By Teri Knight, News Director
It could be a month before The Tavern of Northfield Restaurant is open for business, said Archer House General Manager Arianna Graves yesterday. The Tavern’s kitchen had extensive water damage after a fire broke out July 1, 2019, in the Chapati Restaurant kitchen one floor above. The Tavern’s walls and flooring have to be replaced. There’s food safety clean up of everything in the kitchen and it must all be inspected including every electronic component for oven hoods, refrigeration and point of sales. At Chapati, who could open sooner, they’re dealing with smoke damage, which means replacing walls, wood shelving and plastics that were infiltrated by the smoke. The damage is in the tens of thousands of dollars and all due to an unattended cooking fire.
Dundas council approves development and easements for 37 single family homes
Fenway Land Company continues to move ahead with plans to build the second addition to Bridgewater Heights. Dundas City Administrator Jenelle Teppen said the council approved the development agreement and easements for 37 single family homes. Fenway will now apply for building permits to start work this year. They hope to have a couple of model homes up by the Parade of Homes this fall. Teppen sees no obstacles for the company to receive building permits. Since 2006, at the beginning of the economic turndown, the second addition to Bridgewater Heights has been idle as the original developer failed to make required fees to the city. Fenway agreed to pay the fees plus interest for the last 13 years which amounts to about $390,000. In return, the city will reimburse the developer for oversized piping laid by the first developer. That amounts to about $190,000. With the additional $200,000, the city will reduce debt on the water service.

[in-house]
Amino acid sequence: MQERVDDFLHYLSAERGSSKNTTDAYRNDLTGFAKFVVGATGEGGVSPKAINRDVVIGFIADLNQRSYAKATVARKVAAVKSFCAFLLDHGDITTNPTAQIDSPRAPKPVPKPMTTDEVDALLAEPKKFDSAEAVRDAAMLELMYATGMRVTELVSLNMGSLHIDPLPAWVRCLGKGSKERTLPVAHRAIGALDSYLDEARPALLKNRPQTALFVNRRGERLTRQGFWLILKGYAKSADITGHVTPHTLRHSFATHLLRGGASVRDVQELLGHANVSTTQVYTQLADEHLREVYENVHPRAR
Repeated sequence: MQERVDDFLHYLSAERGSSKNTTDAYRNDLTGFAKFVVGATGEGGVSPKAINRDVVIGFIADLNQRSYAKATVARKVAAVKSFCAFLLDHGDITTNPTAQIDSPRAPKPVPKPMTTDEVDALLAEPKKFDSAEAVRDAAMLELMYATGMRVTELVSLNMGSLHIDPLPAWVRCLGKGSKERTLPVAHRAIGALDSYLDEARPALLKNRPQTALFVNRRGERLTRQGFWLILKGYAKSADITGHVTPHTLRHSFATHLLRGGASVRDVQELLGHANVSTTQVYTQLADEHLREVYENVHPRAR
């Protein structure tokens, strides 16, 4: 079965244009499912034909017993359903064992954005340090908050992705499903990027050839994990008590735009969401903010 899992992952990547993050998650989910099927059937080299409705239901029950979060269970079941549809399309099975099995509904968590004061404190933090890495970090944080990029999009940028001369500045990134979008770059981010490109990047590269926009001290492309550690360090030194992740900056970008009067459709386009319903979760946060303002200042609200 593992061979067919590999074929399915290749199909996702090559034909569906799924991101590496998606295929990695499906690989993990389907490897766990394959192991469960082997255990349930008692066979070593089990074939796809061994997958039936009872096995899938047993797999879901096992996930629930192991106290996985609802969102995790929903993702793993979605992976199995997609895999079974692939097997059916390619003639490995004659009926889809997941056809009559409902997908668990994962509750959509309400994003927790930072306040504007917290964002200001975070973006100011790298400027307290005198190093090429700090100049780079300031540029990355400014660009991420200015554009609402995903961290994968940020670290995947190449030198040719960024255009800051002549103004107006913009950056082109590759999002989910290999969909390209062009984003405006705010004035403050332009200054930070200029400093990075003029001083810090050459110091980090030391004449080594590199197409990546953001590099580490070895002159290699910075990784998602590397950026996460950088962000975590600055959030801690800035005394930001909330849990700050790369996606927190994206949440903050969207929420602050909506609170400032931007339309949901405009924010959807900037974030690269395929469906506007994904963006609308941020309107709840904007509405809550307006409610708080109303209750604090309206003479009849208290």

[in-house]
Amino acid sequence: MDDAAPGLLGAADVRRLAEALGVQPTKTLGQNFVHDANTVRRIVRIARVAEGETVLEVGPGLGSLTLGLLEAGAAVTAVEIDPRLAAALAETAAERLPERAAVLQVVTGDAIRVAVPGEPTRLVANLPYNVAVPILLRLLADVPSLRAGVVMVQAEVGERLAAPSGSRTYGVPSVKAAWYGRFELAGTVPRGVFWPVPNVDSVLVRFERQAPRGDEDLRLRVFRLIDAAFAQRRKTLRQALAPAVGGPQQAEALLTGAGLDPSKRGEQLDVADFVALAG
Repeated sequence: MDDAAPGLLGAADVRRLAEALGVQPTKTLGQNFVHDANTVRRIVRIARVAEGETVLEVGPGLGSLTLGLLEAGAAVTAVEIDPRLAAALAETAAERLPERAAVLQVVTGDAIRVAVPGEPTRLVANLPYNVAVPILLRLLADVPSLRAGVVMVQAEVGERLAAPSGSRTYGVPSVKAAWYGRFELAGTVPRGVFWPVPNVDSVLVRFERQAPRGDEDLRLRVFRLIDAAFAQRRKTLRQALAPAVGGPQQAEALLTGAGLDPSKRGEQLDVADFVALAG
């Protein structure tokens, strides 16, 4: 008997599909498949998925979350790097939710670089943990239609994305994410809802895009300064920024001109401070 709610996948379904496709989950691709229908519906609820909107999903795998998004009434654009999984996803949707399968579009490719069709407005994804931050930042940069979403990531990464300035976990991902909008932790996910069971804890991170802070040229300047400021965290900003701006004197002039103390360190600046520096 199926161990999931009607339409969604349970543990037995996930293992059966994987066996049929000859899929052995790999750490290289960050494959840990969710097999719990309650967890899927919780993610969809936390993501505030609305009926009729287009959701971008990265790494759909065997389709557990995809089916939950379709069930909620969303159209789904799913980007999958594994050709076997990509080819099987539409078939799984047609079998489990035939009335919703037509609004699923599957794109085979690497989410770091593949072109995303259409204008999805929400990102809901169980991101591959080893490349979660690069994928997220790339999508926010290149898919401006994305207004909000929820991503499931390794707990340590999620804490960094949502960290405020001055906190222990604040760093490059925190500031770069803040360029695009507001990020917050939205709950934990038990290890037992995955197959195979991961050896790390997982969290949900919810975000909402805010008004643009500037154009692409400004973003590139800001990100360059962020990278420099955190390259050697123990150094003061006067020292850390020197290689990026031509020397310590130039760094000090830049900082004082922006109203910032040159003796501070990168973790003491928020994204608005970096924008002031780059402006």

Vigorous testing weans out NAFRS applicants
Over two dozen people applied to the Northfield Area Fire and Rescue Service (NAFRS) to become firefighters. Chief Gerry Franek said, after going through cognitive and physical agility testing, they interviewed eleven applicants. The last steps in the process are physicals to make sure the applicants’ heart and lungs — the respiratory system — are in good shape and they’re healthy enough NAFRS plans to make offers to six applicants by August 1, 2019.
Fractured right wing for rescued Bald Eagle
KYMN received an update on an adult male Bald Eagle that Northfield Police, NAFRS and citizens helped rescue last week. Jamie Clarke with the University of Minnesota Raptor Center reports that he’s suffering from a right radius fracture which is close to the elbow and is currently undergoing treatment. The prognosis is guarded due to the proximity to the joint and the chance of developing arthritis. Clarke said the center doesn’t have the resources to provide ongoing updates on every case but they will notify KYMN via email of the outcome when the case is resolved. Which hopefully means freedom for the bird; if not, there will be a new permanent resident at the Raptor Center.